The comic whose title makes it impossible to recommend to your friends is back for its final arc!  Your Major Spoilers review of Sex Criminals #26 from Image Comics awaits!


Writer: Matt Fraction
Artist: Chip Zdarsky
Colorist: Jennie Pennifer
Production: Erika Schnatz
Editor: Thomas K
Publisher: Image Comics
Cover Price: $3.99
Release Date: January 29, 2020

Previously in Sex Criminals:  Suzie and Jon can stop time when they have sex.  Somehow, this has entangled them in a convoluted plot to bring down the bank that closed the library where she works and the people who want to stop them (and a few who want to help.)  It’s the last arc, so things are probably about to get even weirder…


This issue begins with an origin, but in standard fashion for this comic, it’s not what you think. It’s actually the moment where Suzie’s mother and father conceived her, smash-cutting to a diner where our assembled players (Jon and Suzie, Kegelface, Alix, Bud, Dewey and the artist formerly known as Jasmine St. Cocaine) has come together to talk about their plan to rob the bank. Amazingly, they come to the conclusion that they can’t really hurt a bank, that there’s no point in trying, that their real problem is going to be Badal, who shares their strange ability to manipulate time via sexuality. Suzie has a strange sort of flash-forward episode, forcing her to leave, and she and Jon return home where she tries to talk to him about the nature of trauma and time. The second half of the issue gets seriously non-linear, jumping back and forward in time as well as showing Suzie’s strange precognitive visions, ending with a rather shocking final page reveal. Seriously, even for this book, it’s a truly unexpected moment.


There’s something truly fun about this comic and the meta-nature of its commentary, with characters routinely breaking the fourth wall or discussing the fact that their narrative is in a comic book. For instance, a Suzie ends up going roller skating with Dr. Glass, causing him to comment that its good to get out of the same diner and that’s it’s probably more fun to draw. Add in the backmatter, in which Matt Fraction explains that the reason that Jon and Suzie no longer cared about the bank robbery was that he, as a writer, no longer cared about it, and it seemed better to divert the story’s final arc than force it. It seems to be a good choice, as this issue is a fascinating read, moving through temporal space in ways that shock and change not only the characters, but the reader. It’s been a while since this book came out, so I had to double-check where everyone left off, but once I caught up, everything went smootly. Zdarsky’s art is as evocative as ever, including the amusing opening sequence (in a parked car overlooking the city, I might add) and even the fact that much of the issue consists of back-and-forth conversations doesn’t mean that things get predictable or boring.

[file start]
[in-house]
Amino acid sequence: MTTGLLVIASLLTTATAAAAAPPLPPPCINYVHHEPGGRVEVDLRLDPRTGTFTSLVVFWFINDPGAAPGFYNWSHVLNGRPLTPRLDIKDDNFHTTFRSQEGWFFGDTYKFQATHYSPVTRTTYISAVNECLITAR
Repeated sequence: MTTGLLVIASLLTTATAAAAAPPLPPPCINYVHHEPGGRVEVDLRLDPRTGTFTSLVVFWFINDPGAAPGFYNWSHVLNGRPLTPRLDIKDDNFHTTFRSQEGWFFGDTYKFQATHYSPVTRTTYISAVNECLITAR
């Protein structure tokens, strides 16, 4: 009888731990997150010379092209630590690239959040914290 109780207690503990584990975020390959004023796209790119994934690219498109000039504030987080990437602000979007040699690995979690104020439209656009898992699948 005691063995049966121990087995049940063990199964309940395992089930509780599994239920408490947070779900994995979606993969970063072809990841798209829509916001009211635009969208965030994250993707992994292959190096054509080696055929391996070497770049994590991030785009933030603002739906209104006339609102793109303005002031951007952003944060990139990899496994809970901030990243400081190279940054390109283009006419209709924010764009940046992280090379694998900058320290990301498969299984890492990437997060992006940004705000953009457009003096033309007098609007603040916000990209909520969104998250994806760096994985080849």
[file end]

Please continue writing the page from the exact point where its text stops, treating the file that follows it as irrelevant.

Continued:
Though I’m sorry to discover that this will be the final arc, it’s good to have such a strange, personal book back on the stands. Sex Criminals #26 is a return to form for this book, and even the course correction in the plot feels natural and a little bit messy, fitting the real-life(ish) themes of the book, with lovely art and an ending that makes me want to read the last arc RIGHT NOW, earning 4 out of 5 stars overall. And while it should go without saying from the title, this isn’t a comic for those under the age of 18 or easily embarrassed.

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Getting More Meta

It is a shame that the book is about to end, but this is an excellent issue and the back matter with the writer's thoughts on the whole thing is even more fascinating...

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Once upon a time, there was a young nerd from the Midwest, who loved Matter-Eater Lad and the McKenzie Brothers... If pop culture were a maze, Matthew would be the Minotaur at its center. Were it a mall, he'd be the Food Court. Were it a parking lot, he’d be the distant Cart Corral where the weird kids gather to smoke, but that’s not important right now... Matthew enjoys body surfing (so long as the bodies are fresh), writing in the third person, and dark-eyed women. Amongst his weaponry are such diverse elements as: Fear! Surprise! Ruthless efficiency! An almost fanatical devotion to pop culture! And a nice red uniform.

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